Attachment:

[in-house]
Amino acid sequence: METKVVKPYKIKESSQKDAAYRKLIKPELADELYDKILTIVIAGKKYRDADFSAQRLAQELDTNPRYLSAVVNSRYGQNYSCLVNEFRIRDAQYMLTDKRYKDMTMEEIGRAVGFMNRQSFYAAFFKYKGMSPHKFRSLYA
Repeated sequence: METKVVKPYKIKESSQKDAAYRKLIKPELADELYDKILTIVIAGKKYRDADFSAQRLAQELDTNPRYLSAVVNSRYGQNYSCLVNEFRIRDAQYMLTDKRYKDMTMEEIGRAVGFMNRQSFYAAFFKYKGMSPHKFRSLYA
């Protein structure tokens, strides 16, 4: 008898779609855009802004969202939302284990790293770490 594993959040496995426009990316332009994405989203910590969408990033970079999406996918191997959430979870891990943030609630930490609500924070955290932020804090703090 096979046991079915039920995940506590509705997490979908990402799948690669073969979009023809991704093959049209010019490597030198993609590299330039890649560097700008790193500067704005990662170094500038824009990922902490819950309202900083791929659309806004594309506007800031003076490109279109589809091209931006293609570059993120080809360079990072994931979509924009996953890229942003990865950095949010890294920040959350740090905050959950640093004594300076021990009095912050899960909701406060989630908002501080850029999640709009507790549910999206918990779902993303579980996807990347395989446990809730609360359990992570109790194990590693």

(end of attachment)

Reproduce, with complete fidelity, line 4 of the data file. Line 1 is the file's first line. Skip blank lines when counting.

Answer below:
């Protein structure tokens, strides 16, 4: 008898779609855009802004969202939302284990790293770490 594993959040496995426009990316332009994405989203910590969408990033970079999406996918191997959430979870891990943030609630930490609500924070955290932020804090703090 096979046991079915039920995940506590509705997490979908990402799948690669073969979009023809991704093959049209010019490597030198993609590299330039890649560097700008790193500067704005990662170094500038824009990922902490819950309202900083791929659309806004594309506007800031003076490109279109589809091209931006293609570059993120080809360079990072994931979509924009996953890229942003990865950095949010890294920040959350740090905050959950640093004594300076021990009095912050899960909701406060989630908002501080850029999640709009507790549910999206918990779902993303579980996807990347395989446990809730609360359990992570109790194990590693």